2. The fact that the parties were married in Switzerland.

3. The fact that the last matrimonial home was in Switzerland, and that the wife and children had lived there for the previous eleven years.

4. The fact that there were no significant assets in England, whereas there were substantial assets in Switzerland.

5. The fact that there was no jurisdiction to deal with maintenance in this jurisdiction, but there was jurisdiction in Switzerland.

6. The fact that any order arising out of matrimonial property rights made here would not be recognised in Switzerland.

7. The fact that the wife had issued proceedings here first was a factor in the wife’s favour, but the force of this point was nullified by the fact that the wife had been engaged in negotiations in Switzerland, prior to issuing proceedings here unilaterally and without notice.

It was argued on behalf of the wife that she would not receive ‘substantial justice’ in Switzerland. However, this was not accepted by Mr Justice Moor, who took the view that, notwithstanding the separation of property agreement, she “faces an uphill struggle to satisfy the court that a fully developed legal system such as that in Switzerland will not deliver substantial justice.” Even if she did not receive justice, she could then apply to the court in this country, by making an application for financial provision after an overseas divorce.

In the circumstances, Mr Justice Moor granted the husband’s application for a stay of the wife’s English divorce petition, which would be dismissed on the pronouncement of a final divorce decree in Switzerland.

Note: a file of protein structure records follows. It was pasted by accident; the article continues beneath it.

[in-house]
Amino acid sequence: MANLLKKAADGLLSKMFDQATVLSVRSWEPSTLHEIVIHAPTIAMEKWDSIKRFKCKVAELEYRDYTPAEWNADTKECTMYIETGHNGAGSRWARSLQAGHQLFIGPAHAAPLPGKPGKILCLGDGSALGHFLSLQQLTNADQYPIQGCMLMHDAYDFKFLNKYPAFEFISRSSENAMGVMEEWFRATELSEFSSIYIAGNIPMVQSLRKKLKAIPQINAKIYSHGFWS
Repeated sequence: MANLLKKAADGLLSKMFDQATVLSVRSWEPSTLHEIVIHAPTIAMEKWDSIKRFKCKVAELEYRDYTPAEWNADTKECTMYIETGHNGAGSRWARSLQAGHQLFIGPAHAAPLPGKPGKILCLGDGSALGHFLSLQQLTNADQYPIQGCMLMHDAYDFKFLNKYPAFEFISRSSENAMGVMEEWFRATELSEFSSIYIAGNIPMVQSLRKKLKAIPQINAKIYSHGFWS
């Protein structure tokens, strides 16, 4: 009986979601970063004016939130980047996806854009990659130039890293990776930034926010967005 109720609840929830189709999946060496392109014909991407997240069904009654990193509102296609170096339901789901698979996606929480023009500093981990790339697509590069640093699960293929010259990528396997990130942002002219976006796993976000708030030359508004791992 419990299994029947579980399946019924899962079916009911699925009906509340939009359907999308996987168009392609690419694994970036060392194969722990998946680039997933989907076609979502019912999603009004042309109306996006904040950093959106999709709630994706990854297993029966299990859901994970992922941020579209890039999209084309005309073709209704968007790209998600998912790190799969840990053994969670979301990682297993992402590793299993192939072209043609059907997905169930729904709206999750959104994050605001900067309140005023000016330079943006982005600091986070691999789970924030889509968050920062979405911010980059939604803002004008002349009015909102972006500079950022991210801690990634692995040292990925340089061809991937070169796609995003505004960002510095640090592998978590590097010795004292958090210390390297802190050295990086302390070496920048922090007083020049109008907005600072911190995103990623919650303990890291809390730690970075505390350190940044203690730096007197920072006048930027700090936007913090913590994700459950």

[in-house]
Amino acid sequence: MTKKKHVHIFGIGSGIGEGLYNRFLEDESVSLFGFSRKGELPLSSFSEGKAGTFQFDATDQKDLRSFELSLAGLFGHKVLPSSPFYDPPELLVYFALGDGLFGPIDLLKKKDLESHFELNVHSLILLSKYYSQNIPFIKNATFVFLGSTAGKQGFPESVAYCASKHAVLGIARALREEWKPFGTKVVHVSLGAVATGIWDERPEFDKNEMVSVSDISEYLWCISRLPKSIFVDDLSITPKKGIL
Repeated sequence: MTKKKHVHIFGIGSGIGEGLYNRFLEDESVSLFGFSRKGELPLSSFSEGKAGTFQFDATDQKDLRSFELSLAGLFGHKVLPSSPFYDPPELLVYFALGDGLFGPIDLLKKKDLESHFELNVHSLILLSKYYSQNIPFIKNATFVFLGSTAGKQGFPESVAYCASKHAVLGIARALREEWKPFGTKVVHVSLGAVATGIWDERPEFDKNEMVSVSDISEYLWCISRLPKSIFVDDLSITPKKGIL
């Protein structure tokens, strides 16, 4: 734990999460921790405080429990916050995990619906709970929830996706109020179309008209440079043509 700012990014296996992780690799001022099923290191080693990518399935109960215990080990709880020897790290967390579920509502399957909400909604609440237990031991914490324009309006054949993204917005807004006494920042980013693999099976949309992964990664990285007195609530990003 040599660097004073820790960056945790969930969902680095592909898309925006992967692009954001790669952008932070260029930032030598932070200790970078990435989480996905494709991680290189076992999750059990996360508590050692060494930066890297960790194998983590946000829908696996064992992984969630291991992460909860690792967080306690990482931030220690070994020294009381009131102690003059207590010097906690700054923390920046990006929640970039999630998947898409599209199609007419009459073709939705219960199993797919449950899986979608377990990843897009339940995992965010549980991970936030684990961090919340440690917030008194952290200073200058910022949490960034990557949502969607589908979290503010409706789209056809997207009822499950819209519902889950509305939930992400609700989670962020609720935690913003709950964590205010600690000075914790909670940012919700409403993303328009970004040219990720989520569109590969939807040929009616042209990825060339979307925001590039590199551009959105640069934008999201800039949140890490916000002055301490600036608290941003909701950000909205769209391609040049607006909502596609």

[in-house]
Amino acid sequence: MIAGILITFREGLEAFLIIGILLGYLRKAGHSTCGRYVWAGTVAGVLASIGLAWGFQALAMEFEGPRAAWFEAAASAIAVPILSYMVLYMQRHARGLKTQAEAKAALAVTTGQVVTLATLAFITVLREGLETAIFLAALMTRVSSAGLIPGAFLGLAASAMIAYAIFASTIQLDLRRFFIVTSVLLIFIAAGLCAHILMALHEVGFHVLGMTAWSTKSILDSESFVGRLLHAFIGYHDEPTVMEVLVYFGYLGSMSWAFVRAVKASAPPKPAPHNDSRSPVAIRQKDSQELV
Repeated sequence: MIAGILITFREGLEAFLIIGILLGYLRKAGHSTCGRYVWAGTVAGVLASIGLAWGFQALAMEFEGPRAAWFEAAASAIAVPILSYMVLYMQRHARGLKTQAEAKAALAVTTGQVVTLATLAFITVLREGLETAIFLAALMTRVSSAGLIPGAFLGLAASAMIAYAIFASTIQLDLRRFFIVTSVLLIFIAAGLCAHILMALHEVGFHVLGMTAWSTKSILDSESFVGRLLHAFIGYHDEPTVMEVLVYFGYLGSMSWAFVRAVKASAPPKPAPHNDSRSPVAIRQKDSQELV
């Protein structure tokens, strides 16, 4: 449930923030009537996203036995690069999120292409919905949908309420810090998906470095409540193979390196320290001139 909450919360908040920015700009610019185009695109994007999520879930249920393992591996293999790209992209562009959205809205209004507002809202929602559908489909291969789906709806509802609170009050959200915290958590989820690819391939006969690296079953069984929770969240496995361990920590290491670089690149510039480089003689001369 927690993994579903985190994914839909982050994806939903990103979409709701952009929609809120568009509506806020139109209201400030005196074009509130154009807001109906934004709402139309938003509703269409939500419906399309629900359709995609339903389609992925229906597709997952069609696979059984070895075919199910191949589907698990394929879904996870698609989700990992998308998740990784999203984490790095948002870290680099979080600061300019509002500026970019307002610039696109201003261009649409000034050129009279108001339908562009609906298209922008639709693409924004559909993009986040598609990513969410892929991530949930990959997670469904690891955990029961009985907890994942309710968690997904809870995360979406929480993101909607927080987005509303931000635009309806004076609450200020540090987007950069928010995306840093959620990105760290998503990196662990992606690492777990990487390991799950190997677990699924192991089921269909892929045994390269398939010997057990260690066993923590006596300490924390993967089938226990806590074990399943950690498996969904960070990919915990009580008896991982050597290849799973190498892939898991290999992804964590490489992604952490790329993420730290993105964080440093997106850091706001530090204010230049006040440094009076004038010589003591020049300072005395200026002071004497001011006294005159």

You can read the full judgment here.

John Bolch often wonders how he ever became a family lawyer. He no longer practises, but has instead earned a reputation as one of the UK's best-known family law bloggers, with his content now supporting our divorce lawyers and child custody lawyers

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  1. Andrew says:

    A good result – especially when the judge makes clear that the wife not getting as much here as she would on Switzerland does not equate to her not getting justice. I was disappointed by the reference to the possibility of relief after an overseas divorce – when the courts of a civilised country have divided up the assets according to the law of that country that should be the end of it. I doubt whether the Swiss courts would even give effect to an order here which was at odds with their order.

  2. Andrew says:

    And I hope he got his costs!

  3. spinner says:

    “Even if she did not receive justice, she could then apply to the court in this country, by making an application for financial provision after an overseas divorce.” – The arrogance of this statement is unbelievable. So if she doesn’t get what the English family courts view as “justice” they will allow her to run the financial remedy again. So the English family court is now acting as an international appeal court for ex-wives who fancy another bite at the cherry.